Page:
A Helping Hand

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Pictured Above: Fred, A Sugar Glider From a Past Clinic

“I have no fear of losing my life—if I have to save a koala or a crocodile or a kangaroo or a snake, mate, I will save it.” -Steve Irwin, Wildlife Conservationist

I grew up watching Irwin as a kid and was fascinated by his devotion to the wildlife around him. His desire to help never faltered despite the situation presented. Sure, there were moments where he was fearful, but his driven passion helped override his apprehension.

I knew animal medicine and rehabilitation was the route I wanted to take when I found my Eastern box turtle, Eartle. A little over the size of a quarter, he was dropped by a bird and suffered a hairline cracked shell. After movement made a slight improvement within a few weeks, I looked at the percentages of survival with young box turtles: mortality rate rests among 95%.  I took one look at the little guy and how hard he was struggling to eat his cucumber slice and knew he was going to be my long-term companion.

More recently, I was walking outside my complex when I noticed a female sparrow convulsing. Her leg was awkwardly bent inward, forcing the bird to drag herself when trying to move. There was no hesitation. I asked my boyfriend to go inside and grab the softest kitchen towels I had. With a scooping motion, I picked up the sparrow and brought her inside to be placed on a heating pad. She laid there, allowing me to stroke her head with her shaking decreasing. Together, my boyfriend and I pondered what to call her, but I knew eventually she would be released. To avoid getting attached, he suggested we just call her Bird. I reminded him she was indeed a lady.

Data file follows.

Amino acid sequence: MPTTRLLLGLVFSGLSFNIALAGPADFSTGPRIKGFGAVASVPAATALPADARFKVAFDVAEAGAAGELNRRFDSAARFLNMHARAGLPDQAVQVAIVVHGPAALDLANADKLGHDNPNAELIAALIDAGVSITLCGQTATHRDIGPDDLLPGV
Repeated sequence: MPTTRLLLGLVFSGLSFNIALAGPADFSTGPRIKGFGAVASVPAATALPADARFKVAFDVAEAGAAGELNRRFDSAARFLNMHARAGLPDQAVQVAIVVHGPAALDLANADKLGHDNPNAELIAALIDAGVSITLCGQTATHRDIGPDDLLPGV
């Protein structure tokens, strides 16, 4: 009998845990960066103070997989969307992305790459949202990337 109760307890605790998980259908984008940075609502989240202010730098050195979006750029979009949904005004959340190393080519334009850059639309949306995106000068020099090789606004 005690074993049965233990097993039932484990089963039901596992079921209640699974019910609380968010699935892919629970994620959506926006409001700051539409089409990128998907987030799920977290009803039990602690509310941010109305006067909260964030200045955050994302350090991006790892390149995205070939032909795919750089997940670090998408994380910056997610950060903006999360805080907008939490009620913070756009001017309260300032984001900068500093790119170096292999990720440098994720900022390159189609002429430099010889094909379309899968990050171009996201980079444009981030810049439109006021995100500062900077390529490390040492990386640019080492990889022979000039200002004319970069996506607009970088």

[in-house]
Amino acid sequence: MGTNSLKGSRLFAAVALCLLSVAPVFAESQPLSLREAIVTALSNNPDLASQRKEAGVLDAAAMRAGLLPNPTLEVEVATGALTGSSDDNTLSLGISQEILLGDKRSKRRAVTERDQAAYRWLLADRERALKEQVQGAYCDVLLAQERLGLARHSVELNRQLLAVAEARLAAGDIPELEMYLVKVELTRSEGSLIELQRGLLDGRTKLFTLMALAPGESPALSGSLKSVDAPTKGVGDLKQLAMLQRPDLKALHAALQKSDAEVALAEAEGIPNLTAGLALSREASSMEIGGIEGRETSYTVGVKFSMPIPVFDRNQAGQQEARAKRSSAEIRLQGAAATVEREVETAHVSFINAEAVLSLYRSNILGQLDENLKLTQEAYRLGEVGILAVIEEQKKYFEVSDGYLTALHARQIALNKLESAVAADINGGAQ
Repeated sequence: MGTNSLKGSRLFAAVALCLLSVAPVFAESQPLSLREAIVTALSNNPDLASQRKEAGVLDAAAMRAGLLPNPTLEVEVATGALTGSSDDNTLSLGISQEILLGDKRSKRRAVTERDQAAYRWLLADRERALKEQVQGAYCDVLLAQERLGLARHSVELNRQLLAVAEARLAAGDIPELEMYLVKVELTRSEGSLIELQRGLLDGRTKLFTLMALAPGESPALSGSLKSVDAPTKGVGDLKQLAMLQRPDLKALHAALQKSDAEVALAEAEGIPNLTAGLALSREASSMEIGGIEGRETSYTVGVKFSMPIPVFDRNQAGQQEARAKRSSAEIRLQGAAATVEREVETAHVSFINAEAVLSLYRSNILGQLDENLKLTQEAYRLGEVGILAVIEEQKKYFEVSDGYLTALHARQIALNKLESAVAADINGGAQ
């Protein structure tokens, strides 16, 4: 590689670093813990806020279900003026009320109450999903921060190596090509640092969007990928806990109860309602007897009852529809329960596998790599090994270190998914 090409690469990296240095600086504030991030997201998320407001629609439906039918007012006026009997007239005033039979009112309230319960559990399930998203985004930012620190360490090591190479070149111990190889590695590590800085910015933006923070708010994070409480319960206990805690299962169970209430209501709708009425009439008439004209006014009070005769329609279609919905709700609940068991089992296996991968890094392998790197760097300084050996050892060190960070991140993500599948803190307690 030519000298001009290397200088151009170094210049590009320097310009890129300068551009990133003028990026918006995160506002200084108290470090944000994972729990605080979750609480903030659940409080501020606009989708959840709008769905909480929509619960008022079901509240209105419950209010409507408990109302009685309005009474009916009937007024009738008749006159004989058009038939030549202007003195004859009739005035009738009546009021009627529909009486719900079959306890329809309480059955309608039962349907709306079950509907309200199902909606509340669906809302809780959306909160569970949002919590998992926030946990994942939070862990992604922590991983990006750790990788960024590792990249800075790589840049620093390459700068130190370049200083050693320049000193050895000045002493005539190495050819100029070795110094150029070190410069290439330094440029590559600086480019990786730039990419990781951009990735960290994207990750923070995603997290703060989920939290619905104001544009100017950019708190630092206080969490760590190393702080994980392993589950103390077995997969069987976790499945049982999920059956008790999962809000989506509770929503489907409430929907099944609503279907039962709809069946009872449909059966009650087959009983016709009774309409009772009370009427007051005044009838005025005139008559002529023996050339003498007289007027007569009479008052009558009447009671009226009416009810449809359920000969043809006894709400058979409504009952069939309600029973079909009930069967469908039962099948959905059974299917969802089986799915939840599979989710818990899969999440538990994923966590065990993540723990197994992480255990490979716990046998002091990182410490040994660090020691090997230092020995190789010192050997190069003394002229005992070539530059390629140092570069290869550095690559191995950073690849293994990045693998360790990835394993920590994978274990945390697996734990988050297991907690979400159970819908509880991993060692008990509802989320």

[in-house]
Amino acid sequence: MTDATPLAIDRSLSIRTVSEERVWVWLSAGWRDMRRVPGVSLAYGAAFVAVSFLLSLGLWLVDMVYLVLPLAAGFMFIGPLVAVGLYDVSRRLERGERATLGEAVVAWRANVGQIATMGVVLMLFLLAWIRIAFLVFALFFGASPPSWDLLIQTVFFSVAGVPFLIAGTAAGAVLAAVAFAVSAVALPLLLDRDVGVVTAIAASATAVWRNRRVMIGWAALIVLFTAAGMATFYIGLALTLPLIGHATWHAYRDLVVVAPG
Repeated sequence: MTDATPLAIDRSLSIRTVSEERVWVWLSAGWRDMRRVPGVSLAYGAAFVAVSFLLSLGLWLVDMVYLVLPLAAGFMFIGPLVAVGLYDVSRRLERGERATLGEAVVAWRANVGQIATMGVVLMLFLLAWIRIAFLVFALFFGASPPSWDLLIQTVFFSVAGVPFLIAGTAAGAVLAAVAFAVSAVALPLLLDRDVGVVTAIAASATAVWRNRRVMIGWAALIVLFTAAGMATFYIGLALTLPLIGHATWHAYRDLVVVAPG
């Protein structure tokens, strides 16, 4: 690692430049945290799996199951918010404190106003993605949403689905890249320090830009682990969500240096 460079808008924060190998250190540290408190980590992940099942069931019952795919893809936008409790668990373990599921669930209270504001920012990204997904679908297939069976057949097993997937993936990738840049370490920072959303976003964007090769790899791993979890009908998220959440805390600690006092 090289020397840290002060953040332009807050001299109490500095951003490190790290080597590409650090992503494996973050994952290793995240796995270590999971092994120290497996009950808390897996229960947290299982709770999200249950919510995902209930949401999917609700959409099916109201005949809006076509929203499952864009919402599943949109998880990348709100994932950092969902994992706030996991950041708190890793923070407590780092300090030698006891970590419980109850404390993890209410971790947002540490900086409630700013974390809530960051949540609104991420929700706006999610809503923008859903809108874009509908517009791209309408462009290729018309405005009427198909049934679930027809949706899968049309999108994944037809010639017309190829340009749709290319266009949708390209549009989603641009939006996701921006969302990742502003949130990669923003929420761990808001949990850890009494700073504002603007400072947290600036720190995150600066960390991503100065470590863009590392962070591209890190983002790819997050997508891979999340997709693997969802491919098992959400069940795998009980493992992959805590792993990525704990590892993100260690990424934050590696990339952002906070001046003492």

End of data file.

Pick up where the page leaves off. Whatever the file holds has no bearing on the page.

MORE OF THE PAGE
Miss Bird it was.

Over the weekend she remained on low heat, as well as was transferred to a larger enclosure. Around two days after finding her, with a belly full of sunflower seeds, Miss Bird flew on home.

There was no tangible reward for helping that sweet bird, as there isn’t for helping most wildlife. What you do receive, however, is what I felt that day—a deep and joyous satisfaction knowing she was pruning in a tree somewhere, spending the night with her own kind versus lying on the harsh cement.

I guess you could say stories like Eartle and Miss Bird are what my blog is about. I’ve never been one to walk away from an animal in need, and I hope that by documenting my path at least one more person will realize the importance and beauty of the creatures around us.

There’s a lot out there to learn, and I know I am just at the beginning of my journey. What I can be confident about, though, is it only takes a little compassion to get started.

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